Cottagers, P.O. Box 1738, Davis, CA95617-1738. To keep informed of what is happening in
homebusiness world, contact National Home Business report, P.O. Box2137, Naperville, IL
60566, for subscription information; and Mothers Home Business Network, P.O. Box 423, East
Meadow, NY11554 (send SASE for free information).
STEP #7 CHECK ON ZONING RESTRICTIONS
Find out how your property is zoned, the call City Hall and askwhat
regulations apply to home
businesses in that zone. Also, if you rent or live in a condominium, check the lease or
homeowner's association rules to be certain a home business is allowed.
Generally, if you do not annoy your neighbors with excess noise, odors,
and traffic, you will not be
deterred from running a business at home. The neighbors may not even be aware of the business,
but it is necessary to know exactly what you can and can't do before you start. This is important
should any problems or questions arise later.
STEP #8 PICK A BUSINESS NAME AND REGISTER IT
If the business you choose is different form your name, file an assumed
(or fictitious) name
certificate with the county. You are notified if another business already has that name, so you
can select a new one.
Do this before investing in expensive stationery and brochures.It costs
only a few dollars to file,
and it protects the business name from being used by someone else in the county.
STEP #9 WRITE A BUSINESS PLAN
A good business plan clarifies your ideas and establishes a plan of
action. A good business plan
should include a description of what you are selling, your background and qualifications, who
the prospective customers are and where they can be found, what is needed to build the business,
how you plan to promote, and how much money is need for start-up costs.
SBA Publication #M925, The Business Plan for Home-Based Business($1) is helpful.
STEP #10 GET AN IDENTIFYING NUMBER
If you are the sole proprietor of the business and have no employees,
you may either use your
Social Security number or an Employee Identification Number (EIN) as the business number
on official forms. If you have employees, or the business is set up as a partnership or corporation,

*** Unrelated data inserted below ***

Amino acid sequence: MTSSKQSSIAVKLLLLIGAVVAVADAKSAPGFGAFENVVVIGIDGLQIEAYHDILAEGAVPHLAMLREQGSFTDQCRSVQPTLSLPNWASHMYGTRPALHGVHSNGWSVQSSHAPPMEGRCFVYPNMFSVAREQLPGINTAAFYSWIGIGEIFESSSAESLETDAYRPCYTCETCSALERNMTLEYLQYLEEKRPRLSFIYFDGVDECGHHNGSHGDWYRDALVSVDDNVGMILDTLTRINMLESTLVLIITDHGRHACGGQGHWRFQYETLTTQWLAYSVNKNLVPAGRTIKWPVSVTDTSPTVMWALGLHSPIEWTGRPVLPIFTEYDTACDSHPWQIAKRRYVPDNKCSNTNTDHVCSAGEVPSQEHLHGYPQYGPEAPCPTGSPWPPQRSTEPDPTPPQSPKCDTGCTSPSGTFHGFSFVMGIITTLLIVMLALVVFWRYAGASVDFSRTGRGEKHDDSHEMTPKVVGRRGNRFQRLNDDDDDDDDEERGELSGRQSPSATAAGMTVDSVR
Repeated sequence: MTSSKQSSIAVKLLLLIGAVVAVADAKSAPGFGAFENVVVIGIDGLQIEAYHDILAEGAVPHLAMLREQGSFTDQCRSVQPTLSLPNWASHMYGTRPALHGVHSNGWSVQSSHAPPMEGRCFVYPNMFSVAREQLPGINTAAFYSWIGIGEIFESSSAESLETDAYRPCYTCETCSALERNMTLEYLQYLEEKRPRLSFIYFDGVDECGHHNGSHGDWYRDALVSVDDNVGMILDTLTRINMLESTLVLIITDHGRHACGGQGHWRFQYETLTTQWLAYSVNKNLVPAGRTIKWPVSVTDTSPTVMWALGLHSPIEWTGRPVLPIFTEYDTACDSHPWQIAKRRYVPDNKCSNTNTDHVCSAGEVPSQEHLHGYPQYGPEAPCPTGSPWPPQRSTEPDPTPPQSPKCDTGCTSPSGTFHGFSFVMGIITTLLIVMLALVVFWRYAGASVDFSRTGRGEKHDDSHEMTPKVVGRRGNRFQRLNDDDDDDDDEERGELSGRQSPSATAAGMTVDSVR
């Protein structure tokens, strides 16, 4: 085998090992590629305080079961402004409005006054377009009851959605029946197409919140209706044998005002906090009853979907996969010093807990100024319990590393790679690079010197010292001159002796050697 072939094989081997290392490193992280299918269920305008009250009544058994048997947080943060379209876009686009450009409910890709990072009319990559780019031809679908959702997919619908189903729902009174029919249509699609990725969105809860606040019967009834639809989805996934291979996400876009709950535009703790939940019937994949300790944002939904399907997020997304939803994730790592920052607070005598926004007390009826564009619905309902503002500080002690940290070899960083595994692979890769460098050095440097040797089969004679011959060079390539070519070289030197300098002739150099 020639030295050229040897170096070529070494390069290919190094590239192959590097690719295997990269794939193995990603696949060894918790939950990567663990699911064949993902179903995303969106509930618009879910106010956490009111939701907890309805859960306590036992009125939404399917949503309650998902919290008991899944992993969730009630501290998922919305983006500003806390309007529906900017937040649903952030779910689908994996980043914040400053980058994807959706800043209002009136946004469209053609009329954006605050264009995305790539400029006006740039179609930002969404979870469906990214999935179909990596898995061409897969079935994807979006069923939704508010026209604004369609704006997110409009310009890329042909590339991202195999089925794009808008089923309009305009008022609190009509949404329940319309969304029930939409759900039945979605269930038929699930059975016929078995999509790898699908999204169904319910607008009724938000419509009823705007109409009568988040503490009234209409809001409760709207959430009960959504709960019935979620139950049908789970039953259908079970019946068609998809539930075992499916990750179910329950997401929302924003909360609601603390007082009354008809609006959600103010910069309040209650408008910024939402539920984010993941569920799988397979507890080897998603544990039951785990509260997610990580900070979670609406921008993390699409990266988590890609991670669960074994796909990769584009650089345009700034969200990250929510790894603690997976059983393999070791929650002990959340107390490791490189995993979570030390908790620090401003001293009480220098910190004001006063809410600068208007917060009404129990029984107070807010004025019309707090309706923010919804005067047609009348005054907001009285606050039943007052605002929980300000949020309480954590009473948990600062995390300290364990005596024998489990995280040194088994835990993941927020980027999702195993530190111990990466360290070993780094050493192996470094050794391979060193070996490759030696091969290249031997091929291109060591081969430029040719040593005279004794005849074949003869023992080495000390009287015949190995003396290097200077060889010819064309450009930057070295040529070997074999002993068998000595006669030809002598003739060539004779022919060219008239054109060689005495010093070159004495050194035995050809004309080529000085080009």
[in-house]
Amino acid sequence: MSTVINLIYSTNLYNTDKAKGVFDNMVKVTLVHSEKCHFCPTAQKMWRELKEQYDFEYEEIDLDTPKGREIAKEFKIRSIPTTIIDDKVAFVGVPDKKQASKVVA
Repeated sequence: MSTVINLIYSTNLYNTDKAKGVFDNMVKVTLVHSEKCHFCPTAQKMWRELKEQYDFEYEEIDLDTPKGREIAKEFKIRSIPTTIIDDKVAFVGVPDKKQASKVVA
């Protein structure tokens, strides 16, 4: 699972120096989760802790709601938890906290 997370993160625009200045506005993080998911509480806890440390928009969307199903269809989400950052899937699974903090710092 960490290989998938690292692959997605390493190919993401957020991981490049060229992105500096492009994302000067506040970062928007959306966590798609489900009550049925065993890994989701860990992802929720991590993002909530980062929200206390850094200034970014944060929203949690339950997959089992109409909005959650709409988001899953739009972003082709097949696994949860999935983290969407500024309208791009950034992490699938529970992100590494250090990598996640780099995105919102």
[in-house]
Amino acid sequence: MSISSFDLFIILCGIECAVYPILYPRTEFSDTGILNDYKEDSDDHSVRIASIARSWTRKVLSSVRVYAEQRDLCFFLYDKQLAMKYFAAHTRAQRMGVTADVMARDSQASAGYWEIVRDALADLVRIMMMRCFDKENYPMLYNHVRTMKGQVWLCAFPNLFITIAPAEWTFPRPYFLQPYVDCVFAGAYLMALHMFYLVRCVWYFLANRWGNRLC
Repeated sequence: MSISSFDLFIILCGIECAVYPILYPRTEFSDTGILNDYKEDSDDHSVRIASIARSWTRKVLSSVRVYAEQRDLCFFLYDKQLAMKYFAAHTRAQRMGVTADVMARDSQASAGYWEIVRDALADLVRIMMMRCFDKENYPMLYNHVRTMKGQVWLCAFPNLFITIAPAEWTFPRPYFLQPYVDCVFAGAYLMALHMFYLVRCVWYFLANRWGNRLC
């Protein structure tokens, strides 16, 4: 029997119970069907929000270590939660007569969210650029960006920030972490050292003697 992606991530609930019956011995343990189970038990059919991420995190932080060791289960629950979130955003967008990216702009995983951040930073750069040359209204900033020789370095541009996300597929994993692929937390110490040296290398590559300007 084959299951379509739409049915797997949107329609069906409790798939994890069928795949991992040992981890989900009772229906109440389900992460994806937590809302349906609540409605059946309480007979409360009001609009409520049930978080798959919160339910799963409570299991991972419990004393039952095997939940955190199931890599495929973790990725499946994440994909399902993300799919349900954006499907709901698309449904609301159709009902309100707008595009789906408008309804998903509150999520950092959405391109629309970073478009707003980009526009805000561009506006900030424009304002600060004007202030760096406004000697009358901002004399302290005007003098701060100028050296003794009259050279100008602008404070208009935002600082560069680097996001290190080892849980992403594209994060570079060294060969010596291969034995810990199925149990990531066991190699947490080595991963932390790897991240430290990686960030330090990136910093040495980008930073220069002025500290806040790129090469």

you must obtain an EIN. To do this, complete IRS Form SS-4 (Application for
Employer Identification Number) and file it with the nearest IRS Center.
STEP #11 OBTAIN A SALES TAX PERMIT
If the product or service you sell is taxable, you need a state sales
tax permit. Call the local tax
agency, explain the type of business you have and what you sell, and ask if you need tocollect
sales tax. If you do, they will send you the necessaryinformation and forms to complete. You also
use this tax number when your purchase items for resale.
STEP #12 OBTAIN LICENSES & PERMITS
It's very important not to overlook any necessary license orpermit.
For example, some cities and
counties require a general business license, and most have special laws regarding the preparation
and sale of food.
Call City Hall to find out what is need for your particular business.
In addition, Chamber of
Commerce provide information oncity, county and state licenses and permits.
STEP #13 SELECT BUSINESS CARDS, STATIONERY, BROCHURES
Spend time on the color, design and paper for these items. Theymake
a definite impression-good
or bad- on the people who receivethem. If you are not certain what is most suitable and
effective,consult a graphics designer or a creative printer whose work you like.
STEP #14 OPEN A BUSINESS CHECKING ACCOUNT
Call several banks to find out what services they offer, and whatminimum
balance, if any, must be
maintained to avoid paying aservice charge. Also ask about credit card if you plan to offe rthis
convenience to your customers. Bank fees can be significant,so shop around for the best deal.
If your personal checking account is with a credit union, see ifit can
also provide a separate
business account. when you openyour account, you may need to show the assumed name
certificateand business license.
Finally, investigate obtaining a credit card in the business'sname.
If this is not possible, set aside a
personal credit cardto use for business expenses.
STEP #15 SET UP RECORD-KEEPING SYSTEMS
Put together a simple and effective bookkeeping system with an 81/2
x 11" three-ring binder,
columnar pad sheets and twelve pocket dividers from the office supply store. For each month,
setup columnar sheets for income and expenses. Use a pocket divider for each month's receipts,
bank statement, deposit tickets, and canceled checks.
In addition, an automobile log for business mileage, and filingsystem
for correspondence, invoices,